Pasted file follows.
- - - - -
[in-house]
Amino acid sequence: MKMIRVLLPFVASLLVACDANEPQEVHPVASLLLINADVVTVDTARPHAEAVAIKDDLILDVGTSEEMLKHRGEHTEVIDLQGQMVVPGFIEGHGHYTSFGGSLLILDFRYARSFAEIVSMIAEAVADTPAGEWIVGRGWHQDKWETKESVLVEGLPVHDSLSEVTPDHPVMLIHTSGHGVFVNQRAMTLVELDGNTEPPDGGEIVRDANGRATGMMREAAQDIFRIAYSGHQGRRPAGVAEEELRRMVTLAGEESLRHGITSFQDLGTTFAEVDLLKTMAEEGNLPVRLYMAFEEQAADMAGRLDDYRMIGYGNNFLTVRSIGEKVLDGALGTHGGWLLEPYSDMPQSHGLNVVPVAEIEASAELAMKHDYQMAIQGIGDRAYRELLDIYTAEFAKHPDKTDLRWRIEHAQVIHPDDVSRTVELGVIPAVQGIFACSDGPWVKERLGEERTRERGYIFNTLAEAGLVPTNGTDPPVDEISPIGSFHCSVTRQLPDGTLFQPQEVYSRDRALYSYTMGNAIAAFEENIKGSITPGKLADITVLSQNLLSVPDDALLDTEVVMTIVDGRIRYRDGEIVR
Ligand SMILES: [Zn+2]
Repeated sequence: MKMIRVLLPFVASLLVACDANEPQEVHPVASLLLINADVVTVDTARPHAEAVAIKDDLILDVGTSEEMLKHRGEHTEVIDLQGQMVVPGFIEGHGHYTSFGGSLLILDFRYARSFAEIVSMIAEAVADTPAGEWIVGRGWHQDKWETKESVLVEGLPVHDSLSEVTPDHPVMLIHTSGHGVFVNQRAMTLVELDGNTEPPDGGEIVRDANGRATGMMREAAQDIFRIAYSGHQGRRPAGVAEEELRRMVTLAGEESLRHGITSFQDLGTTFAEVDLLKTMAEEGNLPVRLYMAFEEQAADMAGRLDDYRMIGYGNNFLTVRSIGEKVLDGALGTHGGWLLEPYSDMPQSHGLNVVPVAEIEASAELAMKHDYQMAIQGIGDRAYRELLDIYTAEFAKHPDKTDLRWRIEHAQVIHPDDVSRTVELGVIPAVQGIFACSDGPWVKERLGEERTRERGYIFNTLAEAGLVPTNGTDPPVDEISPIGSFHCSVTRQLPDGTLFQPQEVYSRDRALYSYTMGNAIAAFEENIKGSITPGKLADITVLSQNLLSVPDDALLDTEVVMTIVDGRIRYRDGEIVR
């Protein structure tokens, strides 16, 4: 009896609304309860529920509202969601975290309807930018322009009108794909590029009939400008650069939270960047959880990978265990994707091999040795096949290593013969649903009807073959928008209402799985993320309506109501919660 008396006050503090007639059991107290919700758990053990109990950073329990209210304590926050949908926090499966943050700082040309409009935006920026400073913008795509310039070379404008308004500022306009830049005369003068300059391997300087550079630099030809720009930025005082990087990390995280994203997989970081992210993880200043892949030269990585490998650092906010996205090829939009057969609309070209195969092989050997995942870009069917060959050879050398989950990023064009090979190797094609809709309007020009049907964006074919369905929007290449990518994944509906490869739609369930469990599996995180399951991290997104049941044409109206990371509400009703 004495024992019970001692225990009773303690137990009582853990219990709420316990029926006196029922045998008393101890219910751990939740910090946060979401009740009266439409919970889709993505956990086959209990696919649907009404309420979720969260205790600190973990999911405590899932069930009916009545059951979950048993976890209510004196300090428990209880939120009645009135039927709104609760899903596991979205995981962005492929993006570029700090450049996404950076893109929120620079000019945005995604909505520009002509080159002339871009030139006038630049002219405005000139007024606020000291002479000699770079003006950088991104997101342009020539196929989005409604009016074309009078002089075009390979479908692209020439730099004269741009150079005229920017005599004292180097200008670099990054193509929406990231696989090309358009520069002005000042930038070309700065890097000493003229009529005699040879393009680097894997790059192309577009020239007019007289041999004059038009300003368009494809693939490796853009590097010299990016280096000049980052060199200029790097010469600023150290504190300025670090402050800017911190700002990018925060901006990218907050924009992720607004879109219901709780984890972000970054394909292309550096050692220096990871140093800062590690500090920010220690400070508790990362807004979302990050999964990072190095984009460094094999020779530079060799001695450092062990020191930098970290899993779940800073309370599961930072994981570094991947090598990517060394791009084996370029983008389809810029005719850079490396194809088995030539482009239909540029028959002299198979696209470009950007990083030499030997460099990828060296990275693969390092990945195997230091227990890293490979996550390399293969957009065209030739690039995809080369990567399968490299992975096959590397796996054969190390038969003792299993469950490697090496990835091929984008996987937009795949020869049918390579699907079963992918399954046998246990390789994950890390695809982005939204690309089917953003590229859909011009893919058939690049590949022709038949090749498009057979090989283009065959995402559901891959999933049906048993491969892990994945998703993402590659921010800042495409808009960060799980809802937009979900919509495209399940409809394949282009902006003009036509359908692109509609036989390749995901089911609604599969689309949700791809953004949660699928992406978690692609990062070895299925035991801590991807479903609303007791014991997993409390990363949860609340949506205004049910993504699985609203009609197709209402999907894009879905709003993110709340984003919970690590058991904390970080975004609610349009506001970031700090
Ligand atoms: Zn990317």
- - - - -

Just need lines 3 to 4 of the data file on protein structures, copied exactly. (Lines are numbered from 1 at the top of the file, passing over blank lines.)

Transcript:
Ligand SMILES: [Zn+2]
Repeated sequence: MKMIRVLLPFVASLLVACDANEPQEVHPVASLLLINADVVTVDTARPHAEAVAIKDDLILDVGTSEEMLKHRGEHTEVIDLQGQMVVPGFIEGHGHYTSFGGSLLILDFRYARSFAEIVSMIAEAVADTPAGEWIVGRGWHQDKWETKESVLVEGLPVHDSLSEVTPDHPVMLIHTSGHGVFVNQRAMTLVELDGNTEPPDGGEIVRDANGRATGMMREAAQDIFRIAYSGHQGRRPAGVAEEELRRMVTLAGEESLRHGITSFQDLGTTFAEVDLLKTMAEEGNLPVRLYMAFEEQAADMAGRLDDYRMIGYGNNFLTVRSIGEKVLDGALGTHGGWLLEPYSDMPQSHGLNVVPVAEIEASAELAMKHDYQMAIQGIGDRAYRELLDIYTAEFAKHPDKTDLRWRIEHAQVIHPDDVSRTVELGVIPAVQGIFACSDGPWVKERLGEERTRERGYIFNTLAEAGLVPTNGTDPPVDEISPIGSFHCSVTRQLPDGTLFQPQEVYSRDRALYSYTMGNAIAAFEENIKGSITPGKLADITVLSQNLLSVPDDALLDTEVVMTIVDGRIRYRDGEIVR